4.4.1.1.2 Allows the interviewer to deviate from the script to ask follow-up questions about unexpected responses.
4.4.1.2 CONS
4.4.1.2.1 Time consuming
4.4.1.2.2 Can't reach as many people as other methods can.
4.4.2 2: Questionnaires
4.4.2.1 PROS
4.4.2.1.1 Gives you views of a large number of people very quickly.
4.4.2.2 CONS
4.4.2.2.1 Person answering the question may not be able to put their full point of view across..
4.4.2.2.2 Very difficult to design well.
4.4.2.2.3 Can be difficult to complete questionnaires if the instructions are not very clear.
4.4.3 3: Group meetings
4.4.3.1 PROS
4.4.3.1.1 Allows number of people to discuss points and make their views known.
4.4.3.1.2 Cuts down on time spent in interviews getting similar answers from multiple people.
4.4.3.2 CONS
4.4.3.2.1 One or two people tend to dominate meetings, not allowing everyone to voice their opinion.
4.4.3.2.2 Some people may not want to announce their view-points publicly.
4.5 It is important to gain first hand knowledge of pre-existing software. This can be done in two main ways.
4.5.1 1: By observing the current system in action.
4.5.1.1 It has to be taken into account that under observation the workers are not likely to behave normally.
4.5.2 2: By collecting printed documentation to find what data is required and in what form the information is outputted.
4.6 Requirements Specification
4.6.1 Why is it important?

Annotations:

  • Before we go on to the next stage of the SDLC it is important that we know exactly what the requirements of the system is. Whilst this should have been determined by the systems analyst by doing things like meetings and questionnaires (as previously mentioned) it should be written out into a document to make it clear exactly what the system needs. This is what the requirements specification is and aims to do.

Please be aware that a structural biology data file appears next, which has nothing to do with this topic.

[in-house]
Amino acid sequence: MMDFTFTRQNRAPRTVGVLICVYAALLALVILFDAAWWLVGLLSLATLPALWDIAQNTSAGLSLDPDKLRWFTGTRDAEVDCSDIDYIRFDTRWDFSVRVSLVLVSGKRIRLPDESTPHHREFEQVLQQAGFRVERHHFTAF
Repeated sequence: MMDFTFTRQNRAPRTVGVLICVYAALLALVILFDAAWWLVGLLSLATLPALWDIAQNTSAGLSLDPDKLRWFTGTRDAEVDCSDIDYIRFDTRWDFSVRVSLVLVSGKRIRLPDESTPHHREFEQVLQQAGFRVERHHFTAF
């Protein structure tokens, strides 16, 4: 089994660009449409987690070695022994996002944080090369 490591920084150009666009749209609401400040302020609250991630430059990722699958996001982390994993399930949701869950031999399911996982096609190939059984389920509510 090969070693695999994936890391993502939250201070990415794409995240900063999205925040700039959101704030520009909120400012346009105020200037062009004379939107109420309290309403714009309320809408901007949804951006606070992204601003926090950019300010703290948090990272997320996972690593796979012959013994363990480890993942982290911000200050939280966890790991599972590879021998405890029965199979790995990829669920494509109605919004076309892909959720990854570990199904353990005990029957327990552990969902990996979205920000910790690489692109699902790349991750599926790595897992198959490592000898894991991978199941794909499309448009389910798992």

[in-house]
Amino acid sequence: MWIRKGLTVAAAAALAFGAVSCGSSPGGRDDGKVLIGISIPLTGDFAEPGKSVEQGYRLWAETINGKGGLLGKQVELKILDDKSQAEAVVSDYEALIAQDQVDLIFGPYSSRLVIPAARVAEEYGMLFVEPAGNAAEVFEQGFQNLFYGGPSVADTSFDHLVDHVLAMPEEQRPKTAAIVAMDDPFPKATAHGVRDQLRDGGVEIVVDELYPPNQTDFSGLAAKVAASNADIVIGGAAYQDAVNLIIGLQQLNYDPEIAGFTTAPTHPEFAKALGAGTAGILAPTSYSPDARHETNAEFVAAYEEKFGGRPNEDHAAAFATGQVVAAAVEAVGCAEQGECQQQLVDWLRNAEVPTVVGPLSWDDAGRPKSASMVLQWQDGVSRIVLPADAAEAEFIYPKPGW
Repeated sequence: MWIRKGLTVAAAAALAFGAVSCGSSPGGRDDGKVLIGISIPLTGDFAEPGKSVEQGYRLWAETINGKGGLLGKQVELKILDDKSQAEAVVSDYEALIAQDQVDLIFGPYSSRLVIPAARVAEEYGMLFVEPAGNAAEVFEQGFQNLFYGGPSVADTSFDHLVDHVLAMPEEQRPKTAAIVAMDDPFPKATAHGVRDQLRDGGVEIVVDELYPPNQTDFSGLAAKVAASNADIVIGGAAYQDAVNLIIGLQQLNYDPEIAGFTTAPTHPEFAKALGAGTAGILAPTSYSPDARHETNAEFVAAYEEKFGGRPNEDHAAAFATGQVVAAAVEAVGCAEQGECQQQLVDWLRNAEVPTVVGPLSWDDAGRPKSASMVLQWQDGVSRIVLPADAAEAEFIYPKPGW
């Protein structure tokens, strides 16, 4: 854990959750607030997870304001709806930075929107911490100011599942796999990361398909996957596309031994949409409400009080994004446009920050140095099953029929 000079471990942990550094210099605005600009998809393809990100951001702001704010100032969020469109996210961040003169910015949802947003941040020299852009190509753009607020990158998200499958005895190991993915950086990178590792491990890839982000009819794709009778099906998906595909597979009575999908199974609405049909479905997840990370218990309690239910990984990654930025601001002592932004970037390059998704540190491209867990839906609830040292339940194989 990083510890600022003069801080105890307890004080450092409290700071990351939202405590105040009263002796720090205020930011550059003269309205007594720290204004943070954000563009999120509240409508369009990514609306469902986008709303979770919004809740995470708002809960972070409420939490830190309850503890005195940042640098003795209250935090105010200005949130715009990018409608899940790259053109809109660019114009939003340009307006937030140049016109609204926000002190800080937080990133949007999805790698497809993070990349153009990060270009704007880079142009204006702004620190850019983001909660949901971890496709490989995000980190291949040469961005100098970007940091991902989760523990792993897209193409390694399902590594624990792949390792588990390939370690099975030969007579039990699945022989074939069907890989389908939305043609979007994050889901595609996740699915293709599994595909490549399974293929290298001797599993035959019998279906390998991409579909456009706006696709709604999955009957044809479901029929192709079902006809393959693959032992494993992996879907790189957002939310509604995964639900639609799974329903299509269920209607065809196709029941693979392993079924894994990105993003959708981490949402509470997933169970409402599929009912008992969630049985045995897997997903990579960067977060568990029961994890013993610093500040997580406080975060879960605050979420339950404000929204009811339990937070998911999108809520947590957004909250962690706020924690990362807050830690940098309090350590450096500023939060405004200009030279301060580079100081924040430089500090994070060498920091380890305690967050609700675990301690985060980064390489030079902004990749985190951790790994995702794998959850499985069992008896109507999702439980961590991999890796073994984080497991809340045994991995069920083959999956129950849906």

4.6.2 What does it contain?

Annotations:

  • It largely contains a list of criteria that there should be in the finished system. This document will be checked to see if the program that is made is the program that was agreed to be designed.
4.7 During this stage one of the things we should have decided is whether the program needs to handle data. However there are also several decisions about how the data in a program should be handled that should also be discussed. The main three are:
4.7.1 1: The type of data to be held by the program. This determines the form the data is stored in and the space that it will require. Knowledge of the specifics of the data is not necessarily required.
4.7.2 2: Calculations of the number of sets of data that are going to be held will have to be made. This effects the volume of storage needed which affects the type of storage that will need to be used to store the program on.
4.7.3 3: How should the data be accessed? Does the data need to be accessed individually or can it be accessed all at once. Will the data be changed frequently, if so when showing the data should the data automatically refresh? Such decision will again affect the type of storage device used,
5 STAGE 4: Design
5.1 Design Specification
5.1.1 Before we start considering how the program looks we should create 3 main documents
5.1.1.1 TASK MODEL: List of tasks that will be needed to complete the system
5.1.1.2 DATA FLOW DIAGRAMS: Used to describe systems, and where the data goes to/from and where it is stored. Doesn't deal with programming logic just the data.
5.1.1.3 SYSTEMS FLOWCHARTS:
5.1.2